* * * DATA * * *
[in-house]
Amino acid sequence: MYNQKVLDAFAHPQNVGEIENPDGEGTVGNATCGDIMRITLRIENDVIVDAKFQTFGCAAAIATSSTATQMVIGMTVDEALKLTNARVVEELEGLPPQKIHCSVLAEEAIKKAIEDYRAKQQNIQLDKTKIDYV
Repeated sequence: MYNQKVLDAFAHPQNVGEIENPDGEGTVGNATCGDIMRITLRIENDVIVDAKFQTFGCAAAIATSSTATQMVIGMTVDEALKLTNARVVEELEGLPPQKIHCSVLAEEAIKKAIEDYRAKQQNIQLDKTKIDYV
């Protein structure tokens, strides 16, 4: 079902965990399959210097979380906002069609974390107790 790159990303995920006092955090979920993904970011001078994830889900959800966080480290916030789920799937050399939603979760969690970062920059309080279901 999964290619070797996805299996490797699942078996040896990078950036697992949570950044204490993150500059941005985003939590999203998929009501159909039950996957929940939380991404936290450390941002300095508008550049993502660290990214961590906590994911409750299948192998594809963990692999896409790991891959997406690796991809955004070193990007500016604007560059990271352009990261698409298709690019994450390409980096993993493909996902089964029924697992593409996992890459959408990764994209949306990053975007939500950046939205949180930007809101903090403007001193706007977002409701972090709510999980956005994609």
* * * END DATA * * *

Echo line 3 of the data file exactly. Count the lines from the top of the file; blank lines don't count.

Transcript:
Repeated sequence: MYNQKVLDAFAHPQNVGEIENPDGEGTVGNATCGDIMRITLRIENDVIVDAKFQTFGCAAAIATSSTATQMVIGMTVDEALKLTNARVVEELEGLPPQKIHCSVLAEEAIKKAIEDYRAKQQNIQLDKTKIDYV